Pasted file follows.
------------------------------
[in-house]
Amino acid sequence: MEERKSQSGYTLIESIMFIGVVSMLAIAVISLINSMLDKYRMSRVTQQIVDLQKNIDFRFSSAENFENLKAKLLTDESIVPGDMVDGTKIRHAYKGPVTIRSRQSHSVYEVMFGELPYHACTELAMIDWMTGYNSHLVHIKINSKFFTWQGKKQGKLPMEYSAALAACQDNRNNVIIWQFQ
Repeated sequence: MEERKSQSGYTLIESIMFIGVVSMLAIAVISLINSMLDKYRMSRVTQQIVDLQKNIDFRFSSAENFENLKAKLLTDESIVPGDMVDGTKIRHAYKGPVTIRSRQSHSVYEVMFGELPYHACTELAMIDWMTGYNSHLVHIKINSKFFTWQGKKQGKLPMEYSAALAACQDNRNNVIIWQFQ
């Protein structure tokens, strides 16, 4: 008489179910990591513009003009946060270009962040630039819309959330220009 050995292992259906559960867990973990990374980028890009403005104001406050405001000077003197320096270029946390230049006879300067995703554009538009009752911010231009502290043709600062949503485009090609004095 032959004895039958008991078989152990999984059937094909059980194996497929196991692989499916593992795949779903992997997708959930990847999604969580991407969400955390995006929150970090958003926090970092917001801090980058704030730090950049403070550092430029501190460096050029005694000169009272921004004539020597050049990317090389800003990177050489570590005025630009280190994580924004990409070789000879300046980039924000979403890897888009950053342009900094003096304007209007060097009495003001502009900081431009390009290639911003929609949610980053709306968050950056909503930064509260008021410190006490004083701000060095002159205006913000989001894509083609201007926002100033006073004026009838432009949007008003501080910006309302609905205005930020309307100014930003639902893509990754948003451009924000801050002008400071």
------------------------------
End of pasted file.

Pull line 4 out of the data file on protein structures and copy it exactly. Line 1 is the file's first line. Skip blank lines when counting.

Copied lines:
């Protein structure tokens, strides 16, 4: 008489179910990591513009003009946060270009962040630039819309959330220009 050995292992259906559960867990973990990374980028890009403005104001406050405001000077003197320096270029946390230049006879300067995703554009538009009752911010231009502290043709600062949503485009090609004095 032959004895039958008991078989152990999984059937094909059980194996497929196991692989499916593992795949779903992997997708959930990847999604969580991407969400955390995006929150970090958003926090970092917001801090980058704030730090950049403070550092430029501190460096050029005694000169009272921004004539020597050049990317090389800003990177050489570590005025630009280190994580924004990409070789000879300046980039924000979403890897888009950053342009900094003096304007209007060097009495003001502009900081431009390009290639911003929609949610980053709306968050950056909503930064509260008021410190006490004083701000060095002159205006913000989001894509083609201007926002100033006073004026009838432009949007008003501080910006309302609905205005930020309307100014930003639902893509990754948003451009924000801050002008400071």